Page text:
The mantle surrounding the slab below 70 km represents a free-flowing region, where the momentum equation is solved. We used this depth of 70 km so that the calculated heat flow around the tip of the mantle wedge in the central transition zone should reproduce the observed one. Since the calculated surface heat flow around the tip of the mantle wedge is increased by including the effect of the free-flowing mantle, its effect is also essential when estimating the temperature along the plate interface. Zero normal stress is assumed as a boundary condition for the momentum equation at both the sides and the bottom of the model region. Zero motion is assumed at the top boundary, where landward free-flowing regions contact with the upper rigid lithosphere. We put the value of the stream function, calculated from the velocity of the subducting slab and its direction, in the region where the slab exists to express the movement of the slab.

The thermal boundary condition is set to a constant 0°C at the top of the model region. The temperature boundary conditions on the left side and the bottom of the model region are adiabatic. The boundary conditions on the right side of the model region are fixed by a variable temperature profile that is directly dependent on the age of the slab; the profile was calculated following the method of Stein and Stein ([1992]). In addition, for the entire duration of the model calculations, a fixed slab age of 80 Ma was used, and this corresponds to the same age assumption made by McCaffrey et al. ([2008]). Although the actual age of the subducted plate must have changed from the start of subduction to the present day, it would nevertheless be sufficiently old not to change the thermal state of the incoming plate very much (Stein and Stein [1992]).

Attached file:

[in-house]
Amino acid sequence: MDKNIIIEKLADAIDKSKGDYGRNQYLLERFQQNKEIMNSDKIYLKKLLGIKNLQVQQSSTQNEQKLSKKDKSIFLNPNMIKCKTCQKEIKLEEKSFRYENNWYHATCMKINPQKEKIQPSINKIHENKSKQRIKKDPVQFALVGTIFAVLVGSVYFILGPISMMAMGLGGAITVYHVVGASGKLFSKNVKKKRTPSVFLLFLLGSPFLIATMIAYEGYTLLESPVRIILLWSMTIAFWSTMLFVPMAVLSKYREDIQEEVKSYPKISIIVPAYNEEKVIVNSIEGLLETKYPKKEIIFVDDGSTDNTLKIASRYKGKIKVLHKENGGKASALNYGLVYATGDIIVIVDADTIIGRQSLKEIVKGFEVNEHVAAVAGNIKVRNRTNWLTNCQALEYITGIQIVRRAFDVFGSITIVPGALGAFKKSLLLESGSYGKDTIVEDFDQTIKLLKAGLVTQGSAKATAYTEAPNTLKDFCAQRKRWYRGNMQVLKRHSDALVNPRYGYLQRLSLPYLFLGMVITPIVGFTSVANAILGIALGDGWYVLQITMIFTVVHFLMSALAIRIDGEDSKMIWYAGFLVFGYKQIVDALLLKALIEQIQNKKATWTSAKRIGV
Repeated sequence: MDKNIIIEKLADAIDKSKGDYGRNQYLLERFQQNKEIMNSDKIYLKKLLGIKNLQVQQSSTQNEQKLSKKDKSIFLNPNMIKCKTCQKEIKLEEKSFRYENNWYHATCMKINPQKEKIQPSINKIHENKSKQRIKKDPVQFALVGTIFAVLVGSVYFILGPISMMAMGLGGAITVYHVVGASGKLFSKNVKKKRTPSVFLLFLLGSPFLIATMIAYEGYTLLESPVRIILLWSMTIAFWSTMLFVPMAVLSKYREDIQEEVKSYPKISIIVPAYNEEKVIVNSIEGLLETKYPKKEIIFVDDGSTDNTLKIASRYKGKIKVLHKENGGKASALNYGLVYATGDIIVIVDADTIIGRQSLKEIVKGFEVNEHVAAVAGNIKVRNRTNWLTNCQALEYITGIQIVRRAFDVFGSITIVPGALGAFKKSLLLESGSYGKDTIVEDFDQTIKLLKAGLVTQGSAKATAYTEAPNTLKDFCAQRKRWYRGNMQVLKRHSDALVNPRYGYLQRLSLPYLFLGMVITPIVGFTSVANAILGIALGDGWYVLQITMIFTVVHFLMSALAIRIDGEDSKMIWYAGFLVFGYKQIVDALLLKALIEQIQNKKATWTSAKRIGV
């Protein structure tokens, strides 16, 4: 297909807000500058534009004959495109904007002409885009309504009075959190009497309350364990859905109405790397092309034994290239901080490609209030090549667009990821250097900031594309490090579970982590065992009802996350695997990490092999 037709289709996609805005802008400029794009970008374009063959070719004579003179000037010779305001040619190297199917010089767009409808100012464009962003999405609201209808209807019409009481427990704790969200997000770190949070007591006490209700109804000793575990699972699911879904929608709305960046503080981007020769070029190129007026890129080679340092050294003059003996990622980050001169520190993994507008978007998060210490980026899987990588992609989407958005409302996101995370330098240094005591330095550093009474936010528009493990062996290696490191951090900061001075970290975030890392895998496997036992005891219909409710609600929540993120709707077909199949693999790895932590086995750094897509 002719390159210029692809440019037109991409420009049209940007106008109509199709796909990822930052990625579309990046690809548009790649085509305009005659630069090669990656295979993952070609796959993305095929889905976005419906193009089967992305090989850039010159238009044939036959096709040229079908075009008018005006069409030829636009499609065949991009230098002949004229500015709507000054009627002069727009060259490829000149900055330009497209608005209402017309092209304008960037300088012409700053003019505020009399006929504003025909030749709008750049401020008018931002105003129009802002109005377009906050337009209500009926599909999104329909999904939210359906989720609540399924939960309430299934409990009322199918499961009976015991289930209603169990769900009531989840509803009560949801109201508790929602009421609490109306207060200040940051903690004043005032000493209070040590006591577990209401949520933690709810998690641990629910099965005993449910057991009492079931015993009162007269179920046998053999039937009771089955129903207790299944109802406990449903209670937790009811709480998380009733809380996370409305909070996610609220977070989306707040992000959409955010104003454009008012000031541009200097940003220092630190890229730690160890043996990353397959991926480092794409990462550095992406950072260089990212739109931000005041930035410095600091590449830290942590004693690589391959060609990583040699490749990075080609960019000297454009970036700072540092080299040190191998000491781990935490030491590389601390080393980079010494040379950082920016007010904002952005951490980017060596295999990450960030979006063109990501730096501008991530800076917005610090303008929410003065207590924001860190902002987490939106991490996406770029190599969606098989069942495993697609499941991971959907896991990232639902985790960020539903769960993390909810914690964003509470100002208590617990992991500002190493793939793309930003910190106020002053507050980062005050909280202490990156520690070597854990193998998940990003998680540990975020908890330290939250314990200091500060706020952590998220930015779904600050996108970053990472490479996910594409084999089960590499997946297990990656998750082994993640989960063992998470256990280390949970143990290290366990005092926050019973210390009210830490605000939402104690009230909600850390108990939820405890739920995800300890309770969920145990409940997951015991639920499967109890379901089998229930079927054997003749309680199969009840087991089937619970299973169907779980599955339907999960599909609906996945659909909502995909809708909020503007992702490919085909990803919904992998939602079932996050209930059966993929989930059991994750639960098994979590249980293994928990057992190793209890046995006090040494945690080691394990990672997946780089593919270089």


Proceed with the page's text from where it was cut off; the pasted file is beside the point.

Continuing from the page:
At the start of subduction in our thermal modeling study, the distribution of temperature is given as a stratified temperature profile, which is constrained by carrying out a half-space cooling calculation on 1,350°C homogeneous mantle for 20 m.y., and we assume adiabatic compression. The initial continental age is estimated on the basis of heat flow in the back-arc region, so that our modeling results are roughly consistent with the observed heat flow in this area. This parameter has no influence on the temperature in our region of interest because the temperature in the forearc region is mostly controlled by shear heating and the advection of the slab.

Frictional heating is calculated in the brittle region of the plate interface using the methods of Byerlee ([1978]) and in the ductile region using the flow law for diabase presented by Caristan ([1982]) (Appendix). Distinguishing whether a calculation point is in the brittle or ductile region is done automatically, by assuming that the brittle-ductile transition is defined as the depth at which shear strain in the ductile deformation regime becomes smaller than that found in the brittle deformation regime. Frictional heat is considered to be the product of both shear stress and strain rate on the plate interface. In addition, a high frictional parameter (a frictional parameter of pore pressure ratio λ ~0.95) reduces the effective normal stress, thus also reducing shear stress and shear heat in the brittle deformation regime (see Appendix for details). In this model, all kinds of effects that lead to an increase or decrease in shear heat are included in this λ. Furthermore, we applied frictional heating to the plate interface over a depth range of 0 (at the surface) to 70 km. On the deeper plate interface, slip-weakening behavior with cutoff velocity is sometimes assumed to reproduce SSE in the simulation study (e.g., Shibazaki et al. [2012]), which is based on the experimental study of Shimamoto ([1986], [1989]). Hence, we consider that frictional heating can be applied to deeper plate interface as well.

2.4.2 Temperature distributions along three profiles

As described in the ‘Tectonic setting’ section, the observed heat flow data at onshore coastal region varies along strike. In the southern and central coast, observed heat flow value is low (33 ± 7 mW/m2), while it is higher (56 ± 6 mW/m2) in the northernmost coastal region (Figure 1). To reproduce this along-strike variation pattern of the observed heat flow data at onshore coastal region, we carried out a series of numerical simulations that incorporated the variations in convergence rate and frictional parameter (λ). In making these calculations, we assigned three values to each parameter for nine possible scenarios. With regard to the convergence rates used in these numerical simulations, a value of 6 cm/year for the northern region was used to represent relatively fast subduction, whereas progressively slower rates of 4 and 2 cm/year were assigned to the central and southern regions, respectively (after Wallace et al. [2004]). Three values (0.94, 0.96, and 0.98) were used for λ.